`Calypso in colour’

Guyana Chronicle
December 1, 2002

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"This whole collection is about colour. "From the market-place in Guyana; to the sunsets of Montserrat; the beaches of Barbados and Antigua; and the incomparable experience that is Trinidad carnival." - Donna Ramsammy James, lead designer for Shape 2000.
By Linda Rutherford
LOCAL label, Shape 2000, has given new meaning to the term, 'fashion statement', by dedicating an entire segment of its Summer 2003 collection, themed 'Calypso in Colour', to highlighting the sad state of affairs in the country today, using the colours black and white to its advantage.

Said House lead designer, Donna Ramsammy-James during a sneak preview at her D'Urban Backlands home a few days before the official launch of the collection on Sunday November 3: "I think we [in Guyana] are in a state where it is very divisive...about right and wrong; good and bad; race; everything."

"And that is why I chose the colours black and white," she said. "They reflect how I feel about Guyana right now; it's a sad place to be," she added, in obvious reference to the current upsurge of violent crime here.

"But, there is fusion in the Guyana flag," she said, referring to the little replicas of the national standard, the 'Golden Arrowhead', each model held in their hand as a timely reminder of who we are, namely 'One Nation; One People; One Destiny'.

Current trends notwithstanding, the show was a huge success, beginning with customary promptness at 16:45hrs as pre-arranged, in spite of the inclement weather, which had some patrons making fashion statements of their own with their huge, colourful 'brollies', and those without seeking shelter wherever they could but well within range of the activity.

Customary also was the frivolity of all 'Shape' opening sequences, which, this year was distinctly Carnival in flavour in keeping with the theme, replete with glitz, elaborate head-pieces, bare, perfectly-toned torsos swaying to the strains of heady calypso music, and 'plenty' bacchanal.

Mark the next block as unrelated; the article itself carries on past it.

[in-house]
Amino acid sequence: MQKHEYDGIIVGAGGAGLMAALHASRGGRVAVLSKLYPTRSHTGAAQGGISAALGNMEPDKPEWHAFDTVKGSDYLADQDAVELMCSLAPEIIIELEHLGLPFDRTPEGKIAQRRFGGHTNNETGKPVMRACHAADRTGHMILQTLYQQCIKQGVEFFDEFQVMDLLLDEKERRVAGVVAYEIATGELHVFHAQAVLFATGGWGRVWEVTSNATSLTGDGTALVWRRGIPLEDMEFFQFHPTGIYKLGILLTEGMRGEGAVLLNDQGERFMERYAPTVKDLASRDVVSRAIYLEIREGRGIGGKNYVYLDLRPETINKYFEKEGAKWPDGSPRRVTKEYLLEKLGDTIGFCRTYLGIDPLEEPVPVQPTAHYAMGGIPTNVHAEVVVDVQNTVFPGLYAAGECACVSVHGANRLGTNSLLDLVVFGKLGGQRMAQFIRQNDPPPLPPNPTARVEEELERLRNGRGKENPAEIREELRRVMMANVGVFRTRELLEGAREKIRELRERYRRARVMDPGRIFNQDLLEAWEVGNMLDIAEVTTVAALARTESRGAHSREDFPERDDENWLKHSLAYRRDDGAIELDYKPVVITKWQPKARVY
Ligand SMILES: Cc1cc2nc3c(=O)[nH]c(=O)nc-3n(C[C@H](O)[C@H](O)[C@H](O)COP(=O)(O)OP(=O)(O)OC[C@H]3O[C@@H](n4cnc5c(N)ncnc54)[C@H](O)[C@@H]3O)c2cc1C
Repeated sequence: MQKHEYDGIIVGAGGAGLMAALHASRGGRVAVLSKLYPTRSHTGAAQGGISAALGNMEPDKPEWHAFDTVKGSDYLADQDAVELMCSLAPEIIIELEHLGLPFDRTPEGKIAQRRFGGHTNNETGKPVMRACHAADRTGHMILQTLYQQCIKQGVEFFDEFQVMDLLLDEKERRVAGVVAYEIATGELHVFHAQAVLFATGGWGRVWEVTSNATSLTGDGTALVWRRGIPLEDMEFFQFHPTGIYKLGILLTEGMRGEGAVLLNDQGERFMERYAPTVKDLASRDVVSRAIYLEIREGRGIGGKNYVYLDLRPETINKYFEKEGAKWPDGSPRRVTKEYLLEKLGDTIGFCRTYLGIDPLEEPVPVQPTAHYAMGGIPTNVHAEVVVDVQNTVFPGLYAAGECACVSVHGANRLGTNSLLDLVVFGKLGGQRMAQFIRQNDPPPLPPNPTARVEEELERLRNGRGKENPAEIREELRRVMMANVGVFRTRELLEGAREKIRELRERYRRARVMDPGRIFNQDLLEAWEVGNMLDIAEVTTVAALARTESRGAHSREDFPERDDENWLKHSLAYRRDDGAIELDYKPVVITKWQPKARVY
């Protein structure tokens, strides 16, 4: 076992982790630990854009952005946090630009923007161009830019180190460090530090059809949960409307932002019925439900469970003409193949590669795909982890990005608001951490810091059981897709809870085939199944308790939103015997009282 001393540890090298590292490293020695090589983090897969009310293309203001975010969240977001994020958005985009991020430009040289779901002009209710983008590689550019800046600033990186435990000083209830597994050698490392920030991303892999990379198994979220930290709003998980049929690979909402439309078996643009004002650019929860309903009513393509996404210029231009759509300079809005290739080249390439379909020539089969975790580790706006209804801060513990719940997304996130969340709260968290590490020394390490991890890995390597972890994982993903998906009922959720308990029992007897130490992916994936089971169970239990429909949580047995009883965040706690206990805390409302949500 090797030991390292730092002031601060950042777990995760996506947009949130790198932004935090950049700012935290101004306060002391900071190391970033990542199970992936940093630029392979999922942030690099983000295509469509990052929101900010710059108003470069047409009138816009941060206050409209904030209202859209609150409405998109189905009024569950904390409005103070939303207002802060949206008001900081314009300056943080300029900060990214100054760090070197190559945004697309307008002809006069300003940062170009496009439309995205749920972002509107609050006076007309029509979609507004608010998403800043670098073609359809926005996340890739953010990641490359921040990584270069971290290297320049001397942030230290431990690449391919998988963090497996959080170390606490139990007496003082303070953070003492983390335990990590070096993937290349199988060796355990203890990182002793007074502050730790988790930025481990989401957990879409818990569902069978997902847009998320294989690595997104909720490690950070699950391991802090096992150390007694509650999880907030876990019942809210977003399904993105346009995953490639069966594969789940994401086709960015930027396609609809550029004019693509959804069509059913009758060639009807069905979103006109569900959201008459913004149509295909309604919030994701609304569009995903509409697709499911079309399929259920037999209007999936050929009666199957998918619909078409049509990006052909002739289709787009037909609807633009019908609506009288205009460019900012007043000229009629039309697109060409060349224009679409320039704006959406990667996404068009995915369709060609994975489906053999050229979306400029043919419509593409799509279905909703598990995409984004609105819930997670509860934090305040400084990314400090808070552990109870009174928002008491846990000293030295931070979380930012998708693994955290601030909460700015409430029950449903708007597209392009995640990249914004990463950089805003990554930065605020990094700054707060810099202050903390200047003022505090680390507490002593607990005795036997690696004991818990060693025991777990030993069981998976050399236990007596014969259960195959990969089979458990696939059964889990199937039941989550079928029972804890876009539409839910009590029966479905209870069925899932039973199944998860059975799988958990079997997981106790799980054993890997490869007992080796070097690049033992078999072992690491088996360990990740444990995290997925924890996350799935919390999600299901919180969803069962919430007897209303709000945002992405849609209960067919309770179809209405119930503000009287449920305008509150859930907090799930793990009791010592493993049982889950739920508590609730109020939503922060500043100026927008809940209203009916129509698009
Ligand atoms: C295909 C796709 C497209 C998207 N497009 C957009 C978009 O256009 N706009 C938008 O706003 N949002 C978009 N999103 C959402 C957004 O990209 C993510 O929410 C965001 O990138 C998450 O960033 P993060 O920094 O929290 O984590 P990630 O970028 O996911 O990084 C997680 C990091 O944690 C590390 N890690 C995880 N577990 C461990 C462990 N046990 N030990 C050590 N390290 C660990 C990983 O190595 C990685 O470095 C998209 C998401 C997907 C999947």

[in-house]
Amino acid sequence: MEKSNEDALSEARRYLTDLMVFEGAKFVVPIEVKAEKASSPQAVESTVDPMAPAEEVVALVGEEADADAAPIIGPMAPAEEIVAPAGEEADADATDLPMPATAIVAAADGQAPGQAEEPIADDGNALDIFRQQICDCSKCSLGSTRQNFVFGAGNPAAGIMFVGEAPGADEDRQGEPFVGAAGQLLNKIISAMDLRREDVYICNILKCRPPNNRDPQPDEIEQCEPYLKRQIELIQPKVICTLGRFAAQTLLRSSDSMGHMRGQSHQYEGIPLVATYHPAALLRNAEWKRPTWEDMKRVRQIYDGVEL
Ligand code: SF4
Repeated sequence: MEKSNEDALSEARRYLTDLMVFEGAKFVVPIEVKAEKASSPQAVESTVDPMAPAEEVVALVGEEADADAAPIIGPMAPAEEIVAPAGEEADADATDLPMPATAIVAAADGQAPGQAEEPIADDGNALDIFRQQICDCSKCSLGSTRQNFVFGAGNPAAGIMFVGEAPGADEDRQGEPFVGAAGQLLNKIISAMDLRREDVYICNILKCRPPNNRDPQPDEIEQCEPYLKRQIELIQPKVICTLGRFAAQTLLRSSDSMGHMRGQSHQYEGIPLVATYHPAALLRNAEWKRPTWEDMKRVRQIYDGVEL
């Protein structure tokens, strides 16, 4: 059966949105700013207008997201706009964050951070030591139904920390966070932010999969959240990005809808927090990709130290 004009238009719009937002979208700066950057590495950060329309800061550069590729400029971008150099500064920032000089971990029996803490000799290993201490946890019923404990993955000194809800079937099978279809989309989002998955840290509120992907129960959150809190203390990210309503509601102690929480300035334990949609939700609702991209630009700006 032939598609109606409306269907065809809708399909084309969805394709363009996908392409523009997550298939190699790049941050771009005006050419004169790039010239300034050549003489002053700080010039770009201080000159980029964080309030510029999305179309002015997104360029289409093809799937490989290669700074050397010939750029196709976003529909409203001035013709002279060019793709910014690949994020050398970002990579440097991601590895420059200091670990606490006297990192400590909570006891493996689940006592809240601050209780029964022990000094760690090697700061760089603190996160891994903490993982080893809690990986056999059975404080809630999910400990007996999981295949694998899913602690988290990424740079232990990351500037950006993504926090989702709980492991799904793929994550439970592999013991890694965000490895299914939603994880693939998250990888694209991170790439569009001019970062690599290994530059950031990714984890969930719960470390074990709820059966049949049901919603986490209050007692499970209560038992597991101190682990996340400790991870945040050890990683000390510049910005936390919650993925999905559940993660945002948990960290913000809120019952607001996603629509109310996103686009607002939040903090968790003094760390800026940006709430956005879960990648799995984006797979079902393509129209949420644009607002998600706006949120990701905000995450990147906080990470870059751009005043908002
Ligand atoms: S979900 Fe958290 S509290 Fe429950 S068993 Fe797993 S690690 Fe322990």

This same spiritedness prevailed throughout the collection, with colours this year tending to be more vivid and primary rather than earthy as was the case last summer, and the designer reaching even deeper to bring to life the creative genius within, playing with fringes and tassels for maximum effect.

In a brief interview with the Sunday Chronicle, James said that whereas her two previous collections reflected her infatuation, or "love affair" as she prefers, with Africa and India, two continents she has had the privilege of knowing intimately, having lived and worked there for 12 or more years, this year's reflects the reawakening of her passion for the colour, fun and laughter of the Caribbean.

"This whole collection is about colour," she said. "From the market-place in Guyana; to the sunsets of Montserrat; the beaches of Barbados and Antigua; and the incomparable experience that is Trinidad carnival."

Just back from a whirlwind six-week tour of the Caribbean and further afield, James said the only concession she has made this collection is the segment in which she uses lots of browns and creams to reflect what is happening in Europe today in the line of fashion.

"I was so in awe of the colours of the European fashion trends for 2003," she said, "I just couldn't help but including another segment ...where you will see against the backdrop of all that colour... a section that takes you into a very peaceful place ....in all the colours of wheat."

"That is my only tribute to my recent trip into the fashion world outside of Guyana," she said.

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